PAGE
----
Throughout scripture we see Jesus continually meeting the needs of others, from a place of peace, knowing exactly who he was. He understood his identity and mission, and humbled himself to follow all his Father asked of him, even to death. “And being found in human form, he humbled himself by becoming obedient to the point of death, even death on a cross.” (Philippians 2:8) Today is Good Friday, the day that we remember this incredible sacrifice by which Jesus died on the cross for us, in our place. This is the ultimate example of love and humility.
A common misconception about humility is that it is being down on yourself or talking yourself down in front of others. But actually, humility is simply knowing rightly who you are, as one uniquely created in the image of God. The gift of this lens is that we can also see the wonderful strengths and DNA that God has intricately woven into us. Humility allows for confidence in being fully who we are, knowing our assets and our shortcomings, yet still trusting we were made wonderfully and with purpose. From this place of assurance, we can begin to look outside of ourselves to meet the needs of others, just like Jesus did.
In the message paraphrase of 1 Peter 5: 5-6, Peter shares how we are to approach relationships with God, self and others. “In every relationship, each of you must wrap around yourself the apron of a humble servant. Because: God resists you when you are proud but multiplies grace and favor when you are humble.”
Isn’t that a wonderful picture- wrapping around yourself the “apron of a humble servant”? Jesus did this when he washed his disciples’ feet, giving us the example to follow of right heart posture of serving others in love. In this place of ‘washing others’ feet’, “grace and favor” are multiplied. But let’s not be mistaken. These are acts motivated by God’s love and his Spirit at work in us. When we step through the door into God’s invitation of relationship and surrender to him, the fruit of the Spirit actually become evident and grow in our lives. The fruit developed within us are aspects of God’s character, such as love, gentleness, peace and patience, which actually allow us to humbly see and serve others.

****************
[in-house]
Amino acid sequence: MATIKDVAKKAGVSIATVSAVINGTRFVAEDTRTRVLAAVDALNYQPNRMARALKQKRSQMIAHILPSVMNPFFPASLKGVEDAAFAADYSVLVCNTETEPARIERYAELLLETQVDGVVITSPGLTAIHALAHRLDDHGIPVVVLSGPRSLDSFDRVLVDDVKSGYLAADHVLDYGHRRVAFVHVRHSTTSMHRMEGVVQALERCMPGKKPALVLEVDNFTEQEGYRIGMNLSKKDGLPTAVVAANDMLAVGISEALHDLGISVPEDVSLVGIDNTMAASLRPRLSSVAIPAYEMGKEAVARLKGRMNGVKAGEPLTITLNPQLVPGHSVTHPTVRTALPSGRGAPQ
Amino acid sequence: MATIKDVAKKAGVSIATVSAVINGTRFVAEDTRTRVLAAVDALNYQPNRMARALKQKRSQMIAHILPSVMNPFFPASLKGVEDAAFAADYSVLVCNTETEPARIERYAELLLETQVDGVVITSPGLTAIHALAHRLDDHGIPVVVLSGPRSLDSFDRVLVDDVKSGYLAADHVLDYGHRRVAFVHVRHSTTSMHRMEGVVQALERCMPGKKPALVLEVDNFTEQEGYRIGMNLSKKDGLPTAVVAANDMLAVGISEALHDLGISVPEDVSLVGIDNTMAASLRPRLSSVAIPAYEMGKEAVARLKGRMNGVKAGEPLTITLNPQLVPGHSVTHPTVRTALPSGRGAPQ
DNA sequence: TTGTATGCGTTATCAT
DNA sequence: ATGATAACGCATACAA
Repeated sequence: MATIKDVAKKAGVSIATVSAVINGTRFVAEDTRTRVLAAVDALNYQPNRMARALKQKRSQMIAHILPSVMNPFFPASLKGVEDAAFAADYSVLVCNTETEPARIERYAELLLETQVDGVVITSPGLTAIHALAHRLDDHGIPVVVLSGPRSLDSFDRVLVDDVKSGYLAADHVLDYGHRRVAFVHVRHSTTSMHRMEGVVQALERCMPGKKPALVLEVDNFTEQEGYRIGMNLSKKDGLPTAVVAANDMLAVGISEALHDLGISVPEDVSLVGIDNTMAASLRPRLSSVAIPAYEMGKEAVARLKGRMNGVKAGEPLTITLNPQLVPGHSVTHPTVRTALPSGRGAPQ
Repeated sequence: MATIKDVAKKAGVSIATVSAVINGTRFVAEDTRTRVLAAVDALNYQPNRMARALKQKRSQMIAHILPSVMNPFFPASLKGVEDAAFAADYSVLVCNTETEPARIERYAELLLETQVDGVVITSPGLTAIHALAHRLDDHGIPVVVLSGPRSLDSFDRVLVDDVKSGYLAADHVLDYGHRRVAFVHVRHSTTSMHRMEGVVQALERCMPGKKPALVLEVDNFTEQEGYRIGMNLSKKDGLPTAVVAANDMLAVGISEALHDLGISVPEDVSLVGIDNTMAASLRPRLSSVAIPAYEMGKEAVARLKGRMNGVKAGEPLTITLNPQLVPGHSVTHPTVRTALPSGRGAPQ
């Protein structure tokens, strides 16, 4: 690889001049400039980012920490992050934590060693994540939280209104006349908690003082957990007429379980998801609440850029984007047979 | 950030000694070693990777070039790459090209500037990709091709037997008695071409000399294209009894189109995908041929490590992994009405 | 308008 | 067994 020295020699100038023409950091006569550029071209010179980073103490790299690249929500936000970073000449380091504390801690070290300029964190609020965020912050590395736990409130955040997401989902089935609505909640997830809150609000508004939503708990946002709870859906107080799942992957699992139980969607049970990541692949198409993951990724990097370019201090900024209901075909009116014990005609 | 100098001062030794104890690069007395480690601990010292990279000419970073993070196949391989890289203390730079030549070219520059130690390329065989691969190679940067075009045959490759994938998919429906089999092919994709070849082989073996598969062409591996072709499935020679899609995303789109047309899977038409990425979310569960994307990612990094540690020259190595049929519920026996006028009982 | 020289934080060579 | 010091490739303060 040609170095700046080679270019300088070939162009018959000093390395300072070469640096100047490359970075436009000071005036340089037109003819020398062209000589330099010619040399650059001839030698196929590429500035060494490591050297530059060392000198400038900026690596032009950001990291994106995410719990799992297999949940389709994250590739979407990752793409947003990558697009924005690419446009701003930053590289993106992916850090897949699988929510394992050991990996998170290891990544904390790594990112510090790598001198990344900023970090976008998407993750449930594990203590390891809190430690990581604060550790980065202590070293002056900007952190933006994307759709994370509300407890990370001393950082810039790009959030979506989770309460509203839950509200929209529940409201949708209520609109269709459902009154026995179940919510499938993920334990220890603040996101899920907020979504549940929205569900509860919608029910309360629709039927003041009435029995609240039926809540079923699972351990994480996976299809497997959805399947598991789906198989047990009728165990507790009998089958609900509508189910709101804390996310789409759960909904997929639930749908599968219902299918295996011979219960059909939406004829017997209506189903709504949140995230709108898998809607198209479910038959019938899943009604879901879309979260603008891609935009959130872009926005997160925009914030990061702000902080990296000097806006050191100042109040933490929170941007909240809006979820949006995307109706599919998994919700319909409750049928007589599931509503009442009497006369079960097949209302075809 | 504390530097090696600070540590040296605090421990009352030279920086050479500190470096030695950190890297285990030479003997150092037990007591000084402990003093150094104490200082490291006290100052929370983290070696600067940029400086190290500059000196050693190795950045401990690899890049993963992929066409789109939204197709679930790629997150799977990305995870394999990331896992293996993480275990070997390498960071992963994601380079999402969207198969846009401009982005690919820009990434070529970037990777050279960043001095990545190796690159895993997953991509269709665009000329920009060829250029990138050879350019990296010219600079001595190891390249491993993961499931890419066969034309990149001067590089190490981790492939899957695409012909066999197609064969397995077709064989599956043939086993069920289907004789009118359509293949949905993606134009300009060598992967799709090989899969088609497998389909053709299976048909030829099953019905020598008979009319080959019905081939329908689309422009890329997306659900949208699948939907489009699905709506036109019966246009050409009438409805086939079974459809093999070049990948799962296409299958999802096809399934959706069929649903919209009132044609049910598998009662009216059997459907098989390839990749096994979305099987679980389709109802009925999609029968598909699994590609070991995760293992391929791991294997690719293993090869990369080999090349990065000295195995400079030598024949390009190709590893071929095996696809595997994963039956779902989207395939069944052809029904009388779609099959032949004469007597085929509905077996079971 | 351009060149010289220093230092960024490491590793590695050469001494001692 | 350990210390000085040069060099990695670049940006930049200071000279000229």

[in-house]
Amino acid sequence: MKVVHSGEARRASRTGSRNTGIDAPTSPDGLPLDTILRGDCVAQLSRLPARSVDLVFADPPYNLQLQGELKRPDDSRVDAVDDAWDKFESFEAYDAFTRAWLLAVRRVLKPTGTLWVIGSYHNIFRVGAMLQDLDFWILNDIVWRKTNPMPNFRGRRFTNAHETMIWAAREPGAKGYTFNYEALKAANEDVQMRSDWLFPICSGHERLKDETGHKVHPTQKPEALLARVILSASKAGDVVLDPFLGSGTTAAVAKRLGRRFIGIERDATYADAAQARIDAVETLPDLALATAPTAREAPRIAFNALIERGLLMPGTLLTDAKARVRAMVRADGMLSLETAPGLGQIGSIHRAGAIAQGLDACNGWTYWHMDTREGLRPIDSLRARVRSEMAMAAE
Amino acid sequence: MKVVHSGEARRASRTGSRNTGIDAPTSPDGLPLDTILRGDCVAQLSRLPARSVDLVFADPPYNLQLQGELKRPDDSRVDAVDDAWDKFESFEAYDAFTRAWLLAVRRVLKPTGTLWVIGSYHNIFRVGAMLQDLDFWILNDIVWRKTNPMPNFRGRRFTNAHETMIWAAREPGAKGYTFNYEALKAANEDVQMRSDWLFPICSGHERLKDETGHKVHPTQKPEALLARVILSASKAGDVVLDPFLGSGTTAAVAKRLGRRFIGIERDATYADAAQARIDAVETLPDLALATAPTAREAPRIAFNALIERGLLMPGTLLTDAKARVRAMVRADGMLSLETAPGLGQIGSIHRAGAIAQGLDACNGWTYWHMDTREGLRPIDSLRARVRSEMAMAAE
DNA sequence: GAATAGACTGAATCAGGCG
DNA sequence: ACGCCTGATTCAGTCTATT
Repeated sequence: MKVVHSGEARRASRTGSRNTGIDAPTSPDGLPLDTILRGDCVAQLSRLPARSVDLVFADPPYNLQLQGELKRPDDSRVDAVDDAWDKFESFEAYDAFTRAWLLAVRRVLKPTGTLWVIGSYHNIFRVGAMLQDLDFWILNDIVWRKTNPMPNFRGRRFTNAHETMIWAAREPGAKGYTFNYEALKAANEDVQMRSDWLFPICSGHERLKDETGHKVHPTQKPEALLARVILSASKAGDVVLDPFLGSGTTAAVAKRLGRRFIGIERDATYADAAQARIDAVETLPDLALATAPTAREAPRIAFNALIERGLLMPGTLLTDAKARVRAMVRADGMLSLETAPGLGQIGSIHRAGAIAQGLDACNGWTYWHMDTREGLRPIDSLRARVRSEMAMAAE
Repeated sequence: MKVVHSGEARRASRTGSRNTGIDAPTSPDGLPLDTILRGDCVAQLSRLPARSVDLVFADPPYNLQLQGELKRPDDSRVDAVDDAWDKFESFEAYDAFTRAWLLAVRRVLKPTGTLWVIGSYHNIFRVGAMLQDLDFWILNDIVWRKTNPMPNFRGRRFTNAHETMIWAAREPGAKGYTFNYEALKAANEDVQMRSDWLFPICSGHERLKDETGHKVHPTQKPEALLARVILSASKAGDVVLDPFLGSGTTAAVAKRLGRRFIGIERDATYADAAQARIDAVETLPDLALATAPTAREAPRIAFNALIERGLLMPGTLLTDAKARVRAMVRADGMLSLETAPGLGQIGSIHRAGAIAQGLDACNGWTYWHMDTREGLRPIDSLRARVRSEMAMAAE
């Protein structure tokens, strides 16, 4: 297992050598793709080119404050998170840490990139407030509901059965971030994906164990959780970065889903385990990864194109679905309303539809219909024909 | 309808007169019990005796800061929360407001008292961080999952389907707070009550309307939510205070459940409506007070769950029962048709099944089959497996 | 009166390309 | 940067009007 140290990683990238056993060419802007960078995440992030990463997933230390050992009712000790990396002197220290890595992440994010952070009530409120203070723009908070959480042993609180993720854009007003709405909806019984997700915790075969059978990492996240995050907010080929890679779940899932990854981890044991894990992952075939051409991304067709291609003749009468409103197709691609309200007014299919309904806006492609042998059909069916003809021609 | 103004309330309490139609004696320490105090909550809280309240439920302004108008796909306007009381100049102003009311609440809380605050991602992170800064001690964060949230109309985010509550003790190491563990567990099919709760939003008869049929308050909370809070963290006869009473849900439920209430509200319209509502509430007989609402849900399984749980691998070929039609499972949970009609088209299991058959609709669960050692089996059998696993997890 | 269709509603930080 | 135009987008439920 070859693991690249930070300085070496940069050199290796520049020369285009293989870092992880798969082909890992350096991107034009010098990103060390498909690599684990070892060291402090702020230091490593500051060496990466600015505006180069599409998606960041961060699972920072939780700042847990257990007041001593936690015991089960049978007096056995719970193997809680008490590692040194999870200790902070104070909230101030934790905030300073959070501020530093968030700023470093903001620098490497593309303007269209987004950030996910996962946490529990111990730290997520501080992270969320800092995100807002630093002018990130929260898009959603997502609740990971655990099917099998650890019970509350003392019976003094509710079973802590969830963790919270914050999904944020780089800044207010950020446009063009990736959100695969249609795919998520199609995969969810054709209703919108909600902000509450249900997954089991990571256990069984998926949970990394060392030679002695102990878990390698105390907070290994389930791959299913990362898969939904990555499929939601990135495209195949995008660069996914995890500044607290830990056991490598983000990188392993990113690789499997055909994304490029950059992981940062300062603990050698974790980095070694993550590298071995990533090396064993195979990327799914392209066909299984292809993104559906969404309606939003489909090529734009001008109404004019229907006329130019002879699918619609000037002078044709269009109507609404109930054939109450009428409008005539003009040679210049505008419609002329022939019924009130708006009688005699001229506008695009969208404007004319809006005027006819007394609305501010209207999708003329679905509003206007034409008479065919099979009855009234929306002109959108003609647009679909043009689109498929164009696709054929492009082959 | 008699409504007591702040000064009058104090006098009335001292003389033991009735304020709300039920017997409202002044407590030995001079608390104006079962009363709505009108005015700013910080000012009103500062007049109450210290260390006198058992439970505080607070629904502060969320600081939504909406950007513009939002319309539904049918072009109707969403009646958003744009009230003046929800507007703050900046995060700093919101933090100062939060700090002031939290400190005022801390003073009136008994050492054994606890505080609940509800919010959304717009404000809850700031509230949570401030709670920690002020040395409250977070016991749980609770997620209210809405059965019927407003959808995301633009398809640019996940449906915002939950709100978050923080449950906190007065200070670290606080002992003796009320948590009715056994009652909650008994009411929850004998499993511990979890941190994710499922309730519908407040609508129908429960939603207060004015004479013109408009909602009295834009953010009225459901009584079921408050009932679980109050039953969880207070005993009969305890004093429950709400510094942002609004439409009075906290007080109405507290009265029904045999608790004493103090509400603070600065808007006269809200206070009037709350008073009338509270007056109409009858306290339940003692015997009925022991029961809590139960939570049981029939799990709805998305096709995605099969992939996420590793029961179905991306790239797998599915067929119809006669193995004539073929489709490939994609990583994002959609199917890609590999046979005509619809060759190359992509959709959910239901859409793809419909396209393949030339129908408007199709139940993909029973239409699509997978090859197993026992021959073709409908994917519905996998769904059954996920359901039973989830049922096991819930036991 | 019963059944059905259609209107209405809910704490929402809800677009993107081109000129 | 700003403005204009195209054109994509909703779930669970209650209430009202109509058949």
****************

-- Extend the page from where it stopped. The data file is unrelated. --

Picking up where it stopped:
There are many things, however, that prevent the fruit of the Spirit from flourishing, things that actually cause division in our relationships with God and others, such as resentments, unforgiveness, apathy and shame, to name a few. God is continually drawing us out into greater levels of trust and freedom, and in order to live free in him, we must rightly assess and bring to light, with the Spirit’s power, these dark areas in our heart that we often choose to hide. The psalmist writes this prayer that we are invited to echo: “Search me, God, and know my heart; test me and know my anxious thoughts. See if there is any offensive way in me, and lead me in the way everlasting.” (Psalm 139:23-24)
When we know who our God is, our perspective of who we are gets renewed. Pride falls away, when we finally look through the right lens. We are always in the process of being refined, but as we surrender and step out in faith, it is God’s kindness and love that draws us to heal further from the past or current situations that have harmed us and others. In this place of being held by God, we can shine a light on the darkness and expose it without fear, trusting that God will enable and bring about healing.
God wants to bring us back into right relationships, into community, and to let our light shine before others, not run and hide from him or others! True humility grows as we become increasingly aware of how great our God is to extend mercy and grace to us fallen humans time and time again. This is what we celebrate at Easter. Even though we are not yet perfect, God still desires a close relationship with us. Jesus died to pay the price for our sins- all the times we miss the mark- past, present and future, so we never have to run or hide from him, or feel separated from his great love. He continually invites us to come as we are, bring him our lack and failures and let him lift us back into freedom. This is living in humility. This is hope!